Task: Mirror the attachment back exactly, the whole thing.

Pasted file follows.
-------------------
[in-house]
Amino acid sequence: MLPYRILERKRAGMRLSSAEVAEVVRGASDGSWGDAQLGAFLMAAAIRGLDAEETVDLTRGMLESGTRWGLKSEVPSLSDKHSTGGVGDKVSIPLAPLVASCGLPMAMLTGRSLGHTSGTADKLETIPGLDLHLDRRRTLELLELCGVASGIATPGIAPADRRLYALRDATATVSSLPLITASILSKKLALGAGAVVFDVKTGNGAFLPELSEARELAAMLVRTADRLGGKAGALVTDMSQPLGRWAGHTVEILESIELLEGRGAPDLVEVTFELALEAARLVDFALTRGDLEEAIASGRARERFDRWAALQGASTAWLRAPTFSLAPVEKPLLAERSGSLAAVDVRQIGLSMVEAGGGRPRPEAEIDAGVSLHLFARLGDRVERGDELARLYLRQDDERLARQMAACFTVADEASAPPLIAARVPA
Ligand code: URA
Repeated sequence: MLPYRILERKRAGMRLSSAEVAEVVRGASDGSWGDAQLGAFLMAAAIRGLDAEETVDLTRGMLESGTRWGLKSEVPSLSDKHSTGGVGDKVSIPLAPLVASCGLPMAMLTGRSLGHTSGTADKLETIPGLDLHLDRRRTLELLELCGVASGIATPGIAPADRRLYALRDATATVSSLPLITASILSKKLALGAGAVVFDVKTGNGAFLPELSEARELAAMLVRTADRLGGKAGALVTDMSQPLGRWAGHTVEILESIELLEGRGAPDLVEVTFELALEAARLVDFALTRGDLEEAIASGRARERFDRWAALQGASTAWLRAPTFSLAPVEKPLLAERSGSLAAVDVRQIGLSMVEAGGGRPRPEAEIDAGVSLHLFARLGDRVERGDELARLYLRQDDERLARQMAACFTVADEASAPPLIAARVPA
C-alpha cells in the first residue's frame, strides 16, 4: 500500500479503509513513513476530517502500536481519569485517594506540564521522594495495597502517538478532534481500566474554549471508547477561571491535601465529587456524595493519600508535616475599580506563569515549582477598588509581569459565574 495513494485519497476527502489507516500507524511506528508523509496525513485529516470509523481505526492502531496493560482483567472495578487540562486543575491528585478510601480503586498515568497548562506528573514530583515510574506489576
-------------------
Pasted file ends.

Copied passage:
[in-house]
Amino acid sequence: MLPYRILERKRAGMRLSSAEVAEVVRGASDGSWGDAQLGAFLMAAAIRGLDAEETVDLTRGMLESGTRWGLKSEVPSLSDKHSTGGVGDKVSIPLAPLVASCGLPMAMLTGRSLGHTSGTADKLETIPGLDLHLDRRRTLELLELCGVASGIATPGIAPADRRLYALRDATATVSSLPLITASILSKKLALGAGAVVFDVKTGNGAFLPELSEARELAAMLVRTADRLGGKAGALVTDMSQPLGRWAGHTVEILESIELLEGRGAPDLVEVTFELALEAARLVDFALTRGDLEEAIASGRARERFDRWAALQGASTAWLRAPTFSLAPVEKPLLAERSGSLAAVDVRQIGLSMVEAGGGRPRPEAEIDAGVSLHLFARLGDRVERGDELARLYLRQDDERLARQMAACFTVADEASAPPLIAARVPA
Ligand code: URA
Repeated sequence: MLPYRILERKRAGMRLSSAEVAEVVRGASDGSWGDAQLGAFLMAAAIRGLDAEETVDLTRGMLESGTRWGLKSEVPSLSDKHSTGGVGDKVSIPLAPLVASCGLPMAMLTGRSLGHTSGTADKLETIPGLDLHLDRRRTLELLELCGVASGIATPGIAPADRRLYALRDATATVSSLPLITASILSKKLALGAGAVVFDVKTGNGAFLPELSEARELAAMLVRTADRLGGKAGALVTDMSQPLGRWAGHTVEILESIELLEGRGAPDLVEVTFELALEAARLVDFALTRGDLEEAIASGRARERFDRWAALQGASTAWLRAPTFSLAPVEKPLLAERSGSLAAVDVRQIGLSMVEAGGGRPRPEAEIDAGVSLHLFARLGDRVERGDELARLYLRQDDERLARQMAACFTVADEASAPPLIAARVPA
C-alpha cells in the first residue's frame, strides 16, 4: 500500500479503509513513513476530517502500536481519569485517594506540564521522594495495597502517538478532534481500566474554549471508547477561571491535601465529587456524595493519600508535616475599580506563569515549582477598588509581569459565574 495513494485519497476527502489507516500507524511506528508523509496525513485529516470509523481505526492502531496493560482483567472495578487540562486543575491528585478510601480503586498515568497548562506528573514530583515510574506489576